Scripture: Psalm 29; Isaiah 42:1-9; Matthew 3:13-17
I think it’s safe to say that most everyone participating in this service today has been baptized.
Baptism is probably the earliest of Christian rituals. Depending on denomination, or tradition, baptism is performed by either aspersion, affusion or immersion. I just learned two of those words this week. They are another way of saying an individual is baptized with water by sprinkling, pouring, or dunking.
Being a multi-denominational community church, we of course, don’t have a catechism where one can look up a description of baptism or a statement of what we believe about it, as some churches have. Our bylaws mention the need for baptism but only in the context of membership. The bylaws state: “Full membership shall consist of those persons received into the church (a) by letter of transfer of membership from another church; (b) by affirmation of faith; (c) confession of faith, (and baptism unless previously baptized or exempted by reason of conviction.)” In other words, we’re flexible. We see the importance of baptism for Christian believers, but we’re not dogmatic about it.
As we heard in our Gospel reading for today, the practice of baptism is older than the Christian Church. In the Jewish tradition bathing to become ritually “clean” was common. But the baptism of John in the Jordan River was not a Jewish cleansing ritual. People came to John for the “baptism of repentance for the remission of sins.” John was preparing the way for the coming Messiah and getting the people ready for the Kingdom of God.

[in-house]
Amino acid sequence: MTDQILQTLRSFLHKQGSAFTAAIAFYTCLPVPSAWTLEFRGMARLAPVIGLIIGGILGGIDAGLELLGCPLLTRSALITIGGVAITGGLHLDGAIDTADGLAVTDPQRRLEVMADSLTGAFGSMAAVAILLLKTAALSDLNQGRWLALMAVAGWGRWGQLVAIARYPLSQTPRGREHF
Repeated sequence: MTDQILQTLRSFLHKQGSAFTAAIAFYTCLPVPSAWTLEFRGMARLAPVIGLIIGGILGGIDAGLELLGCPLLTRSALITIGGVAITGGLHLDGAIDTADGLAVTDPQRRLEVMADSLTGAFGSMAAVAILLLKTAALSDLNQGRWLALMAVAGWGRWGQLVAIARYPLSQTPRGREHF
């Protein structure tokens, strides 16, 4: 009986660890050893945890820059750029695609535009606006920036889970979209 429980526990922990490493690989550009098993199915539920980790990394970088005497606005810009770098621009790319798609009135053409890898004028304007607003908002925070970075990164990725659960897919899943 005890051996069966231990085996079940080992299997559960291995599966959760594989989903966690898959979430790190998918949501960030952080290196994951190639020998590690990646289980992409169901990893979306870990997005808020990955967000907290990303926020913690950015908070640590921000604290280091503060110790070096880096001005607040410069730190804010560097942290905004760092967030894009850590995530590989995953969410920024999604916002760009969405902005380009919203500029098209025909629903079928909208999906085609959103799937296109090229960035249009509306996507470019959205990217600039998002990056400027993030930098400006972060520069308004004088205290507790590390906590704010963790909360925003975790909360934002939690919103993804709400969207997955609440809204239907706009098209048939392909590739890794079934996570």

John told those seeking baptism to turn away from their sinful lives and, as a sign of that commitment to a new life, to be baptized in water.
Now, when Jesus comes to John asking for baptism, John initially tries to deter him. He seems to recognize Jesus as God’s chosen one and insists that Jesus should be the one baptizing him. But Jesus tells John that this baptism is proper for him to fulfill all righteousness. And then, John agreed.
“To fulfill all righteousness.” What does that mean?
Jesus did not need baptism for repentance or the remission of sin. So why did he do it?
Some theologians emphasize that Jesus and John together were fulfilling all righteousness by fulfilling prophecies found in Isaiah and Malachi about the coming Messiah. Others suggest that in submitting himself to John’s baptism Jesus was identifying himself with sinners, a foreshadowing of his identification with us when he went to the cross. Still others suggest that it was done as an example for those who would seek to follow him. This is the theory I find most useful and compelling. In his baptism, Jesus established the way for all of us who would become his disciples. His last words before his ascension as recorded in the Gospel of Matthew suggest this as he told his followers “Therefore go and make disciples of all nations, baptizing them in the name of the Father and of the Son and of the Holy Spirit,”
We may not completely understand why Jesus sought baptism, but we do know from what followed, that his baptism was pleasing to God. When Jesus came up from the water the Holy Spirit descended as a dove upon him, and a voice from heaven declared “This is my Son, the Beloved, with whom I am well pleased.” All four of the Gospels record this event. For Jesus, this moment marked the beginning of his public ministry.
Do you remember your baptism?